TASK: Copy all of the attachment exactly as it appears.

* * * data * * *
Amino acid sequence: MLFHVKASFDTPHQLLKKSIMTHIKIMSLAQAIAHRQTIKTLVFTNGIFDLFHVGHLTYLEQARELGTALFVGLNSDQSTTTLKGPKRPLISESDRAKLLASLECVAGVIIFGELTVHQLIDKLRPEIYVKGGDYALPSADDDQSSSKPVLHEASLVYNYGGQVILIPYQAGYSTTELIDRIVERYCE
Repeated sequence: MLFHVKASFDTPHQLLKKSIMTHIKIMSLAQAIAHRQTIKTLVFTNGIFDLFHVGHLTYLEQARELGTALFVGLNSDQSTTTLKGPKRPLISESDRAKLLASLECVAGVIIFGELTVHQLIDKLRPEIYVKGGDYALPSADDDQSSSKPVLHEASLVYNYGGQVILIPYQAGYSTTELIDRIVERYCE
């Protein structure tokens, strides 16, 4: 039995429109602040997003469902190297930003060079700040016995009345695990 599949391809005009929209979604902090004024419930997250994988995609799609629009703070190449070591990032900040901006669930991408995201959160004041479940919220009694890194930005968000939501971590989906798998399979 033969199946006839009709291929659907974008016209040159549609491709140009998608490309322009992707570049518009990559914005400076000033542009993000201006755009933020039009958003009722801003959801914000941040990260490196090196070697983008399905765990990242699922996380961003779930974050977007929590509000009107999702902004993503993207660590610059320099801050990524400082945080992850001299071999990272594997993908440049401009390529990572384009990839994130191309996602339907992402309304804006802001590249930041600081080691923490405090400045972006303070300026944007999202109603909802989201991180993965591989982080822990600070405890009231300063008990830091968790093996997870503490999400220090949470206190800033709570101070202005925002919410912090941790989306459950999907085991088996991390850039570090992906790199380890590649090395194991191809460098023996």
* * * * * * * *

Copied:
Amino acid sequence: MLFHVKASFDTPHQLLKKSIMTHIKIMSLAQAIAHRQTIKTLVFTNGIFDLFHVGHLTYLEQARELGTALFVGLNSDQSTTTLKGPKRPLISESDRAKLLASLECVAGVIIFGELTVHQLIDKLRPEIYVKGGDYALPSADDDQSSSKPVLHEASLVYNYGGQVILIPYQAGYSTTELIDRIVERYCE
Repeated sequence: MLFHVKASFDTPHQLLKKSIMTHIKIMSLAQAIAHRQTIKTLVFTNGIFDLFHVGHLTYLEQARELGTALFVGLNSDQSTTTLKGPKRPLISESDRAKLLASLECVAGVIIFGELTVHQLIDKLRPEIYVKGGDYALPSADDDQSSSKPVLHEASLVYNYGGQVILIPYQAGYSTTELIDRIVERYCE
């Protein structure tokens, strides 16, 4: 039995429109602040997003469902190297930003060079700040016995009345695990 599949391809005009929209979604902090004024419930997250994988995609799609629009703070190449070591990032900040901006669930991408995201959160004041479940919220009694890194930005968000939501971590989906798998399979 033969199946006839009709291929659907974008016209040159549609491709140009998608490309322009992707570049518009990559914005400076000033542009993000201006755009933020039009958003009722801003959801914000941040990260490196090196070697983008399905765990990242699922996380961003779930974050977007929590509000009107999702902004993503993207660590610059320099801050990524400082945080992850001299071999990272594997993908440049401009390529990572384009990839994130191309996602339907992402309304804006802001590249930041600081080691923490405090400045972006303070300026944007999202109603909802989201991180993965591989982080822990600070405890009231300063008990830091968790093996997870503490999400220090949470206190800033709570101070202005925002919410912090941790989306459950999907085991088996991390850039570090992906790199380890590649090395194991191809460098023996």